Dubai's non-oil foreign trade hit a record Dhs1 trillion in the first 10 months of this year, up 13 per cent on the same period in 2011.
New data, released yesterday, shows that overseas non-oil trade hit Dhs1.029 billion in the period from January to October 2012, compared to the Dhs911 billion recorded in the ten months last year.
Crown Prince of Dubai HH Sheikh Hamdan bin Mohammed bin Rashid Al Maktoum said the strong figures showed the success of the emirate’s efforts to adopt “international standards and best practices” in order to encourage “successful partnerships with regional and international businesses ”.
He also said the growth in the emirate’s foreign trade reflects the strength of local economy in “surpassing the repercussions of the world financial crisis.” The trillion-dirham bounty includes direct trade, trade from free zones and warehouse customs trade, said Ahmed Butti Ahmed, director general of Dubai Customs  and executive chairman of Ports, Customs and Free Zones.
The bullish figures posted by the emirate this year are in part due to Dubai’s “modern and reliable” ports and airports and its position as a “major gateway to the region’s trade with the rest of the world,” Ahmed said.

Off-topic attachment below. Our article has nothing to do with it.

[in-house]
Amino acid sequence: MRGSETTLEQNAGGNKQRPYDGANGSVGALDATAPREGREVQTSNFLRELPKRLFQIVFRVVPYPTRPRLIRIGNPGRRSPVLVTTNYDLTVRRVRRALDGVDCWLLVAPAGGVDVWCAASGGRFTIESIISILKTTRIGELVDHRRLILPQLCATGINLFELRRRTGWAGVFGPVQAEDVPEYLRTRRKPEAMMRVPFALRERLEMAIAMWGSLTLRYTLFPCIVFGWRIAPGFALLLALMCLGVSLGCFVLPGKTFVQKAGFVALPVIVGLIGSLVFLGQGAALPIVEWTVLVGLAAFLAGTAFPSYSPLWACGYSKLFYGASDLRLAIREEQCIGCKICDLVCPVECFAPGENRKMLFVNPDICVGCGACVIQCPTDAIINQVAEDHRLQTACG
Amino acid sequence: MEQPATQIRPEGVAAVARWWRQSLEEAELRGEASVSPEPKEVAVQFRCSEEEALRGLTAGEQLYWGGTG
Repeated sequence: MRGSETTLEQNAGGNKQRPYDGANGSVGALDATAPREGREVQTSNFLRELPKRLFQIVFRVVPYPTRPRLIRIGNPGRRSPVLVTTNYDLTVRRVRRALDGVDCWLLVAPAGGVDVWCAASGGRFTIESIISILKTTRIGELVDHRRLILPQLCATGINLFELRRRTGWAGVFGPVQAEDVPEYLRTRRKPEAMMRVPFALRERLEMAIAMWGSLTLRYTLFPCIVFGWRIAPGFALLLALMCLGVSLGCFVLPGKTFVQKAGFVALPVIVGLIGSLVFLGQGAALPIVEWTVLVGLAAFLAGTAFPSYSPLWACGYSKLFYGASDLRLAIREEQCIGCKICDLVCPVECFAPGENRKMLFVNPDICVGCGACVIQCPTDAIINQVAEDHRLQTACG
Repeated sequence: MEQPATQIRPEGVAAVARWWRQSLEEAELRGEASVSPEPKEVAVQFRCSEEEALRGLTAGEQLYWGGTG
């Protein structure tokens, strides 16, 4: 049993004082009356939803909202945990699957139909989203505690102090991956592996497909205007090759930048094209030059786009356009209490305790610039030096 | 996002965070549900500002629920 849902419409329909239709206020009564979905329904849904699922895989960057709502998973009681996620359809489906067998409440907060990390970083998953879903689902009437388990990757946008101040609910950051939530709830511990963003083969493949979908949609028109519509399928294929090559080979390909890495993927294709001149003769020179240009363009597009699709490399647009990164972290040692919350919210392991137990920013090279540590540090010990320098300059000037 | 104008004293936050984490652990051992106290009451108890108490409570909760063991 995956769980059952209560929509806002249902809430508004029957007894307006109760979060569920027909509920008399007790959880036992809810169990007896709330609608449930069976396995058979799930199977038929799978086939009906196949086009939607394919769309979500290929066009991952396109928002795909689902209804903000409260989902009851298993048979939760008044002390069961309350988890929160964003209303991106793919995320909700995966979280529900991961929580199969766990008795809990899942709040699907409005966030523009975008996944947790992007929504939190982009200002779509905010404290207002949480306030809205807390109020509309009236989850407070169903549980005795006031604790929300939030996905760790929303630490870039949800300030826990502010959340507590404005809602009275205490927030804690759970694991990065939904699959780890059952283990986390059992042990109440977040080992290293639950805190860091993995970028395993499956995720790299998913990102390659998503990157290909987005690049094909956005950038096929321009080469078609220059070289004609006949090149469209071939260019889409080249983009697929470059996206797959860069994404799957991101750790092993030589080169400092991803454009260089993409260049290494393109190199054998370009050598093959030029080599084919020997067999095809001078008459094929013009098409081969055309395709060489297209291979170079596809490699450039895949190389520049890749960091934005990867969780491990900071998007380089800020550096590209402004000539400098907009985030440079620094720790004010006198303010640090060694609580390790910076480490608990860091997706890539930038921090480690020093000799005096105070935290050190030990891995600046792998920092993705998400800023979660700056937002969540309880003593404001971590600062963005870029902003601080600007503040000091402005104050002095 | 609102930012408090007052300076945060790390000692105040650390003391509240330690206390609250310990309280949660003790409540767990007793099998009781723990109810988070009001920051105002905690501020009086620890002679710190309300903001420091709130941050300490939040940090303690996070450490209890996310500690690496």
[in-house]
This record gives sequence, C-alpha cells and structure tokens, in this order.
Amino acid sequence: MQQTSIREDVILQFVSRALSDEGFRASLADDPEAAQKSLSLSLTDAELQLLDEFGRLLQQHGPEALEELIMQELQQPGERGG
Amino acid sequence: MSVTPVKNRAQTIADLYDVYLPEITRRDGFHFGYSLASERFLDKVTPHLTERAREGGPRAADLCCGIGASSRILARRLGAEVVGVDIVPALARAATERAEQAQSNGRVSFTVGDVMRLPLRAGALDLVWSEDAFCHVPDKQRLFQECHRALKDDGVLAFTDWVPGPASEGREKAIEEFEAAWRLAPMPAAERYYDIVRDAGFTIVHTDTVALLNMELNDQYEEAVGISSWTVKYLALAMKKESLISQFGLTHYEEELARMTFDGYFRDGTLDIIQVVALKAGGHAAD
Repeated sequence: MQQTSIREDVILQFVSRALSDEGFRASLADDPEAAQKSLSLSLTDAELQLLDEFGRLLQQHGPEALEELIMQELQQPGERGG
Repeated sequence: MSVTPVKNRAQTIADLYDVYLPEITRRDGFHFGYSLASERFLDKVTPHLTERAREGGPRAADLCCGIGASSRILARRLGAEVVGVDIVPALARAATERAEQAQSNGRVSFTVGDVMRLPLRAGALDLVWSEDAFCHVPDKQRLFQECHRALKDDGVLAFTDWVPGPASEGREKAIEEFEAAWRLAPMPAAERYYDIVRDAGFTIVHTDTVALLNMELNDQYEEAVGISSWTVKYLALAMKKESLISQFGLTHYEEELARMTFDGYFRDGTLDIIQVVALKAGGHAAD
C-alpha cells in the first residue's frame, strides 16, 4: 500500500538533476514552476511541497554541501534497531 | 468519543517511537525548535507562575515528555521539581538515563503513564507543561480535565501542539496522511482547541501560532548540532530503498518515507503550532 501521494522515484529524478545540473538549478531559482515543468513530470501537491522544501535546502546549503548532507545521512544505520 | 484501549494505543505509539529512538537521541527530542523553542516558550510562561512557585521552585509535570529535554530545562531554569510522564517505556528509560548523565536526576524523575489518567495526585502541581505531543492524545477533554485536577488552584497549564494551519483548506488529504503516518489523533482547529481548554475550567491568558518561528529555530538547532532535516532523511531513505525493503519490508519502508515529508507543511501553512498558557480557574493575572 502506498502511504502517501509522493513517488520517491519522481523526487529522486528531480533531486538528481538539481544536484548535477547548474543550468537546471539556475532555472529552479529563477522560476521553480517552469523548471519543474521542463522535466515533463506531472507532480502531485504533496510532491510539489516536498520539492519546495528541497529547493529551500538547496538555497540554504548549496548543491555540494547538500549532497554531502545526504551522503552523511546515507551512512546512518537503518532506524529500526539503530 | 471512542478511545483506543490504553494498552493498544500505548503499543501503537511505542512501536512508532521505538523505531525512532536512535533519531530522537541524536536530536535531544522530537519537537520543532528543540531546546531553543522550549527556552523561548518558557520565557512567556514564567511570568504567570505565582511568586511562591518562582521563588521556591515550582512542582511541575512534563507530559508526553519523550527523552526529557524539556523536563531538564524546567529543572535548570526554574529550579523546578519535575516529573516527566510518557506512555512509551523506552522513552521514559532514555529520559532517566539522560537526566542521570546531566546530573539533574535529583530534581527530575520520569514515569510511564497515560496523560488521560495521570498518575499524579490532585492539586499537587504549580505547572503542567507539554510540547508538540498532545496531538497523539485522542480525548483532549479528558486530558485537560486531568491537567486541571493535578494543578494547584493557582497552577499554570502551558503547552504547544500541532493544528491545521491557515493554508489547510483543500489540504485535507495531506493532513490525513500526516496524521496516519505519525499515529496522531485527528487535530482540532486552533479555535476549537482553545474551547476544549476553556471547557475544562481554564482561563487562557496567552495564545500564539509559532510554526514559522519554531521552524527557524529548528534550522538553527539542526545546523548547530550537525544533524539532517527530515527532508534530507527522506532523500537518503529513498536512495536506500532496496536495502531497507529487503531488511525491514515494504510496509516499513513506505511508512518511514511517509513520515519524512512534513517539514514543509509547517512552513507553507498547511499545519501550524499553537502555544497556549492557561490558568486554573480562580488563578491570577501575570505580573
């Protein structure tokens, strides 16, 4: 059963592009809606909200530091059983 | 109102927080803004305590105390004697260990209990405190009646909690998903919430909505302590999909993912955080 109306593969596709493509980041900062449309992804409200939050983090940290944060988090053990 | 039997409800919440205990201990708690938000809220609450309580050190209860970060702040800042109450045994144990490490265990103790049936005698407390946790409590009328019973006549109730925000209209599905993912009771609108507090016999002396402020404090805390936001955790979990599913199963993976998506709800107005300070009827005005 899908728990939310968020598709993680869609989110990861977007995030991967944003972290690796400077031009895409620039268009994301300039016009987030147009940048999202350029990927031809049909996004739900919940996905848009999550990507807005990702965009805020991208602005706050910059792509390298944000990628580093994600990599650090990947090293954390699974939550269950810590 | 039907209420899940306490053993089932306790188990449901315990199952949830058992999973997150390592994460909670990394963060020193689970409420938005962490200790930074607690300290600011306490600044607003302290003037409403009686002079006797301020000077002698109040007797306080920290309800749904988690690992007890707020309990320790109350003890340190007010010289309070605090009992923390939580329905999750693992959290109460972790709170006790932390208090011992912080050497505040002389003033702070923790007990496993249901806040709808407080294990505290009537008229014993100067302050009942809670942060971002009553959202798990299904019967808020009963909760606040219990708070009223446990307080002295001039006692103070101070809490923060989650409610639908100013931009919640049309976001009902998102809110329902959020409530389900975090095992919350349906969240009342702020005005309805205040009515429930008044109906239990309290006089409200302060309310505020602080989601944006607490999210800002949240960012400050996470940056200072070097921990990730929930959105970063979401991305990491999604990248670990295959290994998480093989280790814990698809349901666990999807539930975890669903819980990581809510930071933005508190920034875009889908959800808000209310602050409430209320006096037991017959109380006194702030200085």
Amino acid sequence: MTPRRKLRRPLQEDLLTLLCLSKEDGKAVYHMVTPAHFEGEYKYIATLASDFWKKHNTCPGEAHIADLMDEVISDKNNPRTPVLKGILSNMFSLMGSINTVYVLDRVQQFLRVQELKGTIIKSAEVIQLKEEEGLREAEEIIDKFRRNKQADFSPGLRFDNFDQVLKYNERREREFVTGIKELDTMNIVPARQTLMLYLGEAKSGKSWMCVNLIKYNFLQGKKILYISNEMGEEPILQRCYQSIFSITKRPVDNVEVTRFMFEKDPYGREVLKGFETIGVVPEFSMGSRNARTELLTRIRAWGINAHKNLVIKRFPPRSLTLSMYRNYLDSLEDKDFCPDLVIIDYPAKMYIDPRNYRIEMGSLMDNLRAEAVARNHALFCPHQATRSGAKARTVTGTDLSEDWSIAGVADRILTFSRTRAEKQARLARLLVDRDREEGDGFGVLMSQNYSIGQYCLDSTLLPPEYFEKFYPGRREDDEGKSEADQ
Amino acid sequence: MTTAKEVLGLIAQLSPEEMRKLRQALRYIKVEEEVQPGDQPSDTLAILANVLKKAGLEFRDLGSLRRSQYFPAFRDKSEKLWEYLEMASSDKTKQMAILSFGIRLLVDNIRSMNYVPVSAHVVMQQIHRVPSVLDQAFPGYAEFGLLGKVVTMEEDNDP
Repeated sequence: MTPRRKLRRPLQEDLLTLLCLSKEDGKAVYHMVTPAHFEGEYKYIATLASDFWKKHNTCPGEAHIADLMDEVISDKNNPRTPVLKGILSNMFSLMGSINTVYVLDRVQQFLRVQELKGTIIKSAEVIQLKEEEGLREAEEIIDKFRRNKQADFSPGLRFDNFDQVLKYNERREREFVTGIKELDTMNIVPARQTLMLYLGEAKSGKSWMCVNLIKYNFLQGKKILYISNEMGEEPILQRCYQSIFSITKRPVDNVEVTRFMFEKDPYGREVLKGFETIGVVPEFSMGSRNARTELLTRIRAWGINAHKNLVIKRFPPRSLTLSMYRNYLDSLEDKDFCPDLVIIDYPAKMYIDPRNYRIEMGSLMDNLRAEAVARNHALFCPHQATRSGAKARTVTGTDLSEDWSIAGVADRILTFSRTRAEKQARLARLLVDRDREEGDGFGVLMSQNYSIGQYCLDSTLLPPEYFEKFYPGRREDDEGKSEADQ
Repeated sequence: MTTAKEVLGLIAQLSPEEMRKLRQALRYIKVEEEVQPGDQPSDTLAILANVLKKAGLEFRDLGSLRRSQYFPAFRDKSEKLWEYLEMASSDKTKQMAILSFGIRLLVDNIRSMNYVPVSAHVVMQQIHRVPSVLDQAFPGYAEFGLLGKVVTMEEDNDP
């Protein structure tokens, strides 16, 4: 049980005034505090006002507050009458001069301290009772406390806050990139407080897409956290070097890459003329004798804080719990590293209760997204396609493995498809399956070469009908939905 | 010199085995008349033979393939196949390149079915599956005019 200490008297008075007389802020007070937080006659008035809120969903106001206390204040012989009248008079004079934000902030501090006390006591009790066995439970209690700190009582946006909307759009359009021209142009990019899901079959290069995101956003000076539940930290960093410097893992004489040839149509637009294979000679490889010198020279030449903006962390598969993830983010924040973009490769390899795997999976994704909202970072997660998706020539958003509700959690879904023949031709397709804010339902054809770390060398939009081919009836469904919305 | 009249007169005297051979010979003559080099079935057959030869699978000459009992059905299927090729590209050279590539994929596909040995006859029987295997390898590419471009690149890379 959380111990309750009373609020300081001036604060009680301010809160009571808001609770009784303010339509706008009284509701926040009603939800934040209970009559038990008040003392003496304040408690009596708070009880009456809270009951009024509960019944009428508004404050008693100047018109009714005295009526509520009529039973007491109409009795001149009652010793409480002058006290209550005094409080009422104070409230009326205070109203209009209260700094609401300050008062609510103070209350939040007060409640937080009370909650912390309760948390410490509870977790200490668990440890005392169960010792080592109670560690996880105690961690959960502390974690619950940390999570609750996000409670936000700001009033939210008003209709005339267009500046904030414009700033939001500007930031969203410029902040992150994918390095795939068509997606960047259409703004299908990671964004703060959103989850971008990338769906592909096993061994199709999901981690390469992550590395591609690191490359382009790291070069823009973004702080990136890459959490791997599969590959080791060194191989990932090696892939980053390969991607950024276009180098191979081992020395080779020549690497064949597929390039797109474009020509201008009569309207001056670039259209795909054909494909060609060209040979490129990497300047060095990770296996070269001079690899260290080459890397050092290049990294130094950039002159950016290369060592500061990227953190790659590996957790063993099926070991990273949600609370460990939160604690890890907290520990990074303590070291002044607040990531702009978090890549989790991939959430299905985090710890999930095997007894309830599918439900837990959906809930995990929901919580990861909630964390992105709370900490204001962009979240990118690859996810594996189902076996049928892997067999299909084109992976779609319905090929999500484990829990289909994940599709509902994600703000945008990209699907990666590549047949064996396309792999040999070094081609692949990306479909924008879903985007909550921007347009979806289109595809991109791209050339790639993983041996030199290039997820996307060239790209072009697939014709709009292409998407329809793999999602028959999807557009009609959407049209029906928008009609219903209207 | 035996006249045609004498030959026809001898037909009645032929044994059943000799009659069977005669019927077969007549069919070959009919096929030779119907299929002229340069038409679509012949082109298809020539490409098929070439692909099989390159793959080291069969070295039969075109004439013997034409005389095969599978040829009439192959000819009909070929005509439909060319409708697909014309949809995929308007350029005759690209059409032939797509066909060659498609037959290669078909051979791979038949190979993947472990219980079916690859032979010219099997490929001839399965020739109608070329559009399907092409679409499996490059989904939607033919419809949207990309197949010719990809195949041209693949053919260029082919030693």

He added that the value of trade recorded in the first ten months of the year is almost equal to the Dhs1.1 billion total for the whole of 2011.
The new figures show that India  remains Dubai’s major trading partner, with total trade between the two nations valued at Dhs127 billion until the end of October. Next on the list was the other Asian giant - China - which saw trade with Dubai hit Dhs94 billion over the ten months. Third was Switzerland with Dhs94 billion; fourth the United States with commercial exchanges worth Dhs59 billion and Turkey was in fifth place with Dhs42 billion-worth of trade. The value of trade with these five countries alone was Dhs395 billion - or 38.5 per cent of Dubai’s total non-oil trade.
When it comes to the emirate’s imports over the period, gold topped the list with a value of Dhs113 billion, followed by communications networks equipment worth Dhs42 billion, diamonds worth Dhs38 billion, and cars worth Dhs26 billion.